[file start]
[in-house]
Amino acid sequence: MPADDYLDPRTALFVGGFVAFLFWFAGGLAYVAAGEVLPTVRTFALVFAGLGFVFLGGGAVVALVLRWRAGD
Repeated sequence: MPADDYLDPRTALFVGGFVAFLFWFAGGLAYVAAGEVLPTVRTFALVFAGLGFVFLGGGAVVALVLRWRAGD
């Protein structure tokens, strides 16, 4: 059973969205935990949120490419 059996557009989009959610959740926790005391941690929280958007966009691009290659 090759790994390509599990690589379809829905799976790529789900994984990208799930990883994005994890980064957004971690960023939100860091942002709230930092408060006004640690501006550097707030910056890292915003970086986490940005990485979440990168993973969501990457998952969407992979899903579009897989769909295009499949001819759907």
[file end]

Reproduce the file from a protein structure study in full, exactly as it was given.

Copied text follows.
[in-house]
Amino acid sequence: MPADDYLDPRTALFVGGFVAFLFWFAGGLAYVAAGEVLPTVRTFALVFAGLGFVFLGGGAVVALVLRWRAGD
Repeated sequence: MPADDYLDPRTALFVGGFVAFLFWFAGGLAYVAAGEVLPTVRTFALVFAGLGFVFLGGGAVVALVLRWRAGD
């Protein structure tokens, strides 16, 4: 059973969205935990949120490419 059996557009989009959610959740926790005391941690929280958007966009691009290659 090759790994390509599990690589379809829905799976790529789900994984990208799930990883994005994890980064957004971690960023939100860091942002709230930092408060006004640690501006550097707030910056890292915003970086986490940005990485979440990168993973969501990457998952969407992979899903579009897989769909295009499949001819759907």